CROSS-REFERENCE TO RELATED APPLICATIONS
This application is a continuation of U.S. application Ser. No. 11/224,537, filed Sep. 12, 2005, which claims priority to U.S. Provisional Application Serial No. 60/609,391 filed Sep. 13, 2004. U.S. application Ser. No. 11/224,537 and U.S. Provisional Application Serial No. 60/609,391 are incorporated herein by reference in their entirety for all purposes.
BACKGROUND OF THE INVENTION
1. Field of the Invention
Applicant's invention relates to a slate roof and method for installation.
2. Background Information
Slate is one of the finest roofing materials available and has several advantages over asphalt shingle roofs. State roofing is fireproof, resists hail damage, and often has a service life of 100 years or more. However, slate is a rigid natural stone product which unfortunately can be damaged by stress. Stress can be introduced into slate in several ways, but the most common cause of stress to slate is nails used to attach the slate to the roof deck. With nail installation, the nails need to be fastened so the state hangs on the nail. If the nail is inserted too tightly, the nail will pinch the slate. On the other hand if the nail is not inserted deep enough, the overlapping piece of slate may crack from the hidden pressure point. Environmental effects on the wood decking and nails may also contribute to the stress. Environmental changes such as swings in temperature and humidity can cause the decking to expand and contract. If the nails are in a bind in this situation, the slate can crack or fall.
The objective of the present invention was to design a slate roof installation system and method for installation that does not use nails to mount the slate on the roof. Some attempts in the prior art to solve this problem have used individual Z hangers which makes installation tedious. The present invention allows a plurality of hangers to be installed at one time. Since damage can also be caused during roof construction, the installation of a plurality of hangers at one time allows the slate to be installed from the top down. In addition, the nature of the hangers allows the roof to be easily repaired without tools. The metal used in the hangers can also be more durable since the present hangers do not need to be formed into a Z pattern. The hangers of the present invention are also spring tempered which helps them spring against the roof deck. This also permits the hangers to provide superior wind uplift protection.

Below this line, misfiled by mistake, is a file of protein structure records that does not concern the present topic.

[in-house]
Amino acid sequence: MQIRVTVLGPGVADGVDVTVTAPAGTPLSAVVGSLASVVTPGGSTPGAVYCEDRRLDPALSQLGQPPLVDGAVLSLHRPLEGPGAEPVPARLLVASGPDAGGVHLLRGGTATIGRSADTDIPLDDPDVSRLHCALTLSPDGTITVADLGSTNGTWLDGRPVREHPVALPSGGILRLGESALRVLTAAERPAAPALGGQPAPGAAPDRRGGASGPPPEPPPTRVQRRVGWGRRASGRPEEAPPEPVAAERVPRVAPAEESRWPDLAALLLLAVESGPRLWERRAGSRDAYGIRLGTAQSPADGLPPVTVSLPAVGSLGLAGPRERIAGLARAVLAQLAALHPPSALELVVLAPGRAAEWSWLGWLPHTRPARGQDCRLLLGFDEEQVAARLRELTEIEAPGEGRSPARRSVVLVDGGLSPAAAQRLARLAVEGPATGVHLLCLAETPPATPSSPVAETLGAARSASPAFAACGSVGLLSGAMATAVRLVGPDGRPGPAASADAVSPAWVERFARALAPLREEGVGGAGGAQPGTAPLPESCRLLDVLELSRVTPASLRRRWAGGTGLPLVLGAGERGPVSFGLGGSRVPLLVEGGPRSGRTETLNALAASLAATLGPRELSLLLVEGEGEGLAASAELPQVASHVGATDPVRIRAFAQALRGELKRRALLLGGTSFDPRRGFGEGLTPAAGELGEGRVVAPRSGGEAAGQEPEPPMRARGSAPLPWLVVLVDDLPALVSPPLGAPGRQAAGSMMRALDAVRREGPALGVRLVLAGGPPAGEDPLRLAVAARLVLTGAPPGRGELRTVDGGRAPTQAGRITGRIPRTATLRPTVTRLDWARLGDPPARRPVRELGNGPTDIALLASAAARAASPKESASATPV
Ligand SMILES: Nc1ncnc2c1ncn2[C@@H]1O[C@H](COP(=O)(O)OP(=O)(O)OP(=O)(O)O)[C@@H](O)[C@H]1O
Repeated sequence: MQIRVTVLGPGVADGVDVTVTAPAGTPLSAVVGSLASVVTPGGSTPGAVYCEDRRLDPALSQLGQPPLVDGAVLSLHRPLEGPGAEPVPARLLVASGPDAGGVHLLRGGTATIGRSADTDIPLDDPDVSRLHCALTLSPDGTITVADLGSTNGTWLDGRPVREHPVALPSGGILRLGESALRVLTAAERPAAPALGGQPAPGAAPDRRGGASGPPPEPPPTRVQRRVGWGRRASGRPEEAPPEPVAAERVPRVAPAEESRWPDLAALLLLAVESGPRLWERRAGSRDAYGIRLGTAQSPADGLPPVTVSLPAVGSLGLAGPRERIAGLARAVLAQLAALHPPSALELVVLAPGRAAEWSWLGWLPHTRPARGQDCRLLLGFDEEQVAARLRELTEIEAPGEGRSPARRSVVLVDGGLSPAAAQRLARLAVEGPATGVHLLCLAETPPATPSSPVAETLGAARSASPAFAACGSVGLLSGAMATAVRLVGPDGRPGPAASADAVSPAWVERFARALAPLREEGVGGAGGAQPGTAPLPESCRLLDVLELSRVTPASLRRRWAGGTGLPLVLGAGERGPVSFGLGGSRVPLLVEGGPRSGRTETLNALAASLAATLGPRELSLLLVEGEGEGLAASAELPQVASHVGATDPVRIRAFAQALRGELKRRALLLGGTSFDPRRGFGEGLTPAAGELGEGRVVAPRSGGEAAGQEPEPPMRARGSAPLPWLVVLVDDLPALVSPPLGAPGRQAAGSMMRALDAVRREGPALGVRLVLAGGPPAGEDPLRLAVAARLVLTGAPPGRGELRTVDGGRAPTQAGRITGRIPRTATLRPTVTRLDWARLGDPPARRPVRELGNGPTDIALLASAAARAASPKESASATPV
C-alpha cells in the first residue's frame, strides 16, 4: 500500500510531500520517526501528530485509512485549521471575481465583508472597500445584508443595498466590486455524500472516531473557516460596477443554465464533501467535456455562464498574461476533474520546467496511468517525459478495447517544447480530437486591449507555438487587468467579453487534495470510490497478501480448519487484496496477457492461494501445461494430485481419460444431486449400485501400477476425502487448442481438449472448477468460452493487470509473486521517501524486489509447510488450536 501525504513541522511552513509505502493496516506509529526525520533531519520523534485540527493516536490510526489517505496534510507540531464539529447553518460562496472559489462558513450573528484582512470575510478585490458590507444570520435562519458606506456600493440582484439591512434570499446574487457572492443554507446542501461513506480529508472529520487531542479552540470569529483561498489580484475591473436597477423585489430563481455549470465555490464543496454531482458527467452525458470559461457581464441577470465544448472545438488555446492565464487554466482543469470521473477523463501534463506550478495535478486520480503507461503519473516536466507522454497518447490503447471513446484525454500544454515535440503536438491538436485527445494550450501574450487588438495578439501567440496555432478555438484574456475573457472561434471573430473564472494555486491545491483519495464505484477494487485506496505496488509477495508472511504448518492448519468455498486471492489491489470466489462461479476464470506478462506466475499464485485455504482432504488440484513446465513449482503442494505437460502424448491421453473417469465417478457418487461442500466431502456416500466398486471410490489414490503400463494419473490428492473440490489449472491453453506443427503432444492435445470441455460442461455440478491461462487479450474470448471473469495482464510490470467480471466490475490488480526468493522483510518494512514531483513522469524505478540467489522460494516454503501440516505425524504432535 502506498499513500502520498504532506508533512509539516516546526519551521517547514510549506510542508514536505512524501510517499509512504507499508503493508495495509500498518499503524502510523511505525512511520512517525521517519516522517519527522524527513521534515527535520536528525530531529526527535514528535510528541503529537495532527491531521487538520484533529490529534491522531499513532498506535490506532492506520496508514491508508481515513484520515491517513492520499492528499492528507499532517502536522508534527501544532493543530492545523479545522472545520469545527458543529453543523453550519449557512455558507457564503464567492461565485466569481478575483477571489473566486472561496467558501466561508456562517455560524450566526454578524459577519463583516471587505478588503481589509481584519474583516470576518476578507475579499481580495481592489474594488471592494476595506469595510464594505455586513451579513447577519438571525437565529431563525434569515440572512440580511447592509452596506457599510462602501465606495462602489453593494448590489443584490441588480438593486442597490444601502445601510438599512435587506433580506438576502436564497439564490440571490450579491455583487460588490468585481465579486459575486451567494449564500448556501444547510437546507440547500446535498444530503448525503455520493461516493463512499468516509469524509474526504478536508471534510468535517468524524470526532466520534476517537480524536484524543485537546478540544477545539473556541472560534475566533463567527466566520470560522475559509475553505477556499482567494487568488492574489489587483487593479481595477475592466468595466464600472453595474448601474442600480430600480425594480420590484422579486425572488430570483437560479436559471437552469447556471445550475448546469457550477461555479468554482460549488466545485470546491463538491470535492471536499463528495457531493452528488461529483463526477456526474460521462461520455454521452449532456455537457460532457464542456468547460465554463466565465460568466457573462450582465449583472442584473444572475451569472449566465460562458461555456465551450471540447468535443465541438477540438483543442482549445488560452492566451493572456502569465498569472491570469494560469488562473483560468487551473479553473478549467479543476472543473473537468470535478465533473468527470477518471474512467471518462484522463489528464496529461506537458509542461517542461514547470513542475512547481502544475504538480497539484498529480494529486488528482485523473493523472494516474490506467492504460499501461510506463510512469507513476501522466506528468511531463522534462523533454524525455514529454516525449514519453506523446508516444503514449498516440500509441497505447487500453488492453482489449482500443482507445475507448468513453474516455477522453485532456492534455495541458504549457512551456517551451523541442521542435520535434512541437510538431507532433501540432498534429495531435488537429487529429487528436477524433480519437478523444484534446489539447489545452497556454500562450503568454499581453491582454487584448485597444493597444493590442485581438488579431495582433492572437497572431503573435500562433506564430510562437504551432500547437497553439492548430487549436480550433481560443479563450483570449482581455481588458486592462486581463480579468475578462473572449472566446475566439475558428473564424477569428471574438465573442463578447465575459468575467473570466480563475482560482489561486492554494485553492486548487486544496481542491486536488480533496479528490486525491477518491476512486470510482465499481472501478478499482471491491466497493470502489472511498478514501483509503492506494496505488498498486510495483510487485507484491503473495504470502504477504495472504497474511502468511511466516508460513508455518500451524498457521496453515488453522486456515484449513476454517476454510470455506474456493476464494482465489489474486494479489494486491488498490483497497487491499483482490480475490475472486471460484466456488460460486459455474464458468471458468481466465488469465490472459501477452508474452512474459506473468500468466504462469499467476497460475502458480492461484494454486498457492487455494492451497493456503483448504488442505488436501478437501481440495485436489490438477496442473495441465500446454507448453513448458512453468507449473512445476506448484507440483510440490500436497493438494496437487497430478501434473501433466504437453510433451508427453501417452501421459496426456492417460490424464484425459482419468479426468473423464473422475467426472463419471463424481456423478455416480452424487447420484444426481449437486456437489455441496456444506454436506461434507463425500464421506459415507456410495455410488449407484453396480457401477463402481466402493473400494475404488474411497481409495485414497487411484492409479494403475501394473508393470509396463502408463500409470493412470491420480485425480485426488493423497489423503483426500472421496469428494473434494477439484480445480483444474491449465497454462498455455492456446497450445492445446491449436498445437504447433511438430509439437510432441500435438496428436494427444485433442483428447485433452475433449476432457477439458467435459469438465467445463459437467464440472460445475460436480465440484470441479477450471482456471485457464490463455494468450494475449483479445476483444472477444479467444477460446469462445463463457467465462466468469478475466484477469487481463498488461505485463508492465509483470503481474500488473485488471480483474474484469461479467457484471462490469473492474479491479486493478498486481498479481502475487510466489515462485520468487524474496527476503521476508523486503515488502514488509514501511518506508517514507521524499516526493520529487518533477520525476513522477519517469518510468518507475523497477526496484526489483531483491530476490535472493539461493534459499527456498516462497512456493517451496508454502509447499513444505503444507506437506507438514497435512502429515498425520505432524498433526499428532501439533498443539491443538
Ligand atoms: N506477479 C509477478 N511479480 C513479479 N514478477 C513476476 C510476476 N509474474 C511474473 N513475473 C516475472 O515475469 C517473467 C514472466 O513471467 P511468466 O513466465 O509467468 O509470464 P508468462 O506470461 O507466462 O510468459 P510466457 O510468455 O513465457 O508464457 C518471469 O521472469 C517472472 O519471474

While this application makes specific reference to slate and slate installation, the invention and techniques provided herein apply to tile and tile installation as well.
SUMMARY OF THE INVENTION
The preferred embodiment of the present invention includes a roof having state attached by battens and hangers. The hangers have a short member and a long member. The long member has a hook on one end and the remaining end is adjacent to a first outward extending arm. The first outward extending arm is adjacent to a central connecting member. The central connecting member is adjacent a second outward extending arm. The second outward extending arm is adjacent to the short member. The first and second outward extending arms are removably secured to the battens. The roof further includes state liner positioned above the hangers as well as underlayment positioned below the battens. Self-adhering membrane is placed below the underlayment. In addition, the roof includes valley metal, gable/rake edge metal and drip edge metal positioned on the roof deck. The slate roof is installed by positioning and attaching the battens to a roof deck. The hangers are then secured to the battens by squeezing the short member and long member together and inserting the first and second outward extending arms into adjacent hanger holders on the batten. The state liner is positioned above the hangers before placing down the slate. In addition, underlayment is placed below the battens and self-adhering membrane is placed below the underlayment.
BRIEF DESCRIPTION OF THE DRAWINGS
FIG. 1 is a top view of a roof deck.
FIG. 2 is a top view of the roof deck illustrating valley preparation and drip edge installation.
FIG. 3 is a top view of the roof deck illustrating placement of underlayment.
FIG. 4 is a top view of the roof deck illustrating placement of valley metals and rake edge metals.
FIG. 5 is a top view of the roof deck illustrating preparation of all valleys, hips, ridges, walls and roof penetrations.
FIG. 6 is a top view of the roof deck illustrating the installation of slate.
FIG. 7 is a perspective view of the roof deck illustrating installation of slate.
FIG. 8 is a perspective view of the roof deck illustrating slate installation at the valley.
FIG. 9 is a top view of batten with hangers used in the present methodology.
FIG. 10 is a front view of the roof deck illustrating hip installation of slate.
FIG. 11 is a top view of the roof deck illustrating the ridge.
FIG. 12 is a side view of the roof deck illustrating ridge installation of slate.
FIG. 13 is a detailed view of slate installation step 1.
FIG. 14 is a detailed view of state installation step 2.
FIG. 15 is a detailed view of state installation step 3.
FIG. 16 is a perspective view of the roof deck illustrating flashing at siding.
FIG. 17 is a perspective view of the roof deck illustrating flashing at sidewall/chimney.
FIG. 18 is a perspective view of the roof deck illustrating plumbing vent details with installation.
FIG. 19 is a side view of the hanger of the present invention.
DETAILED DESCRIPTION OF THE PREFERRED EMBODIMENT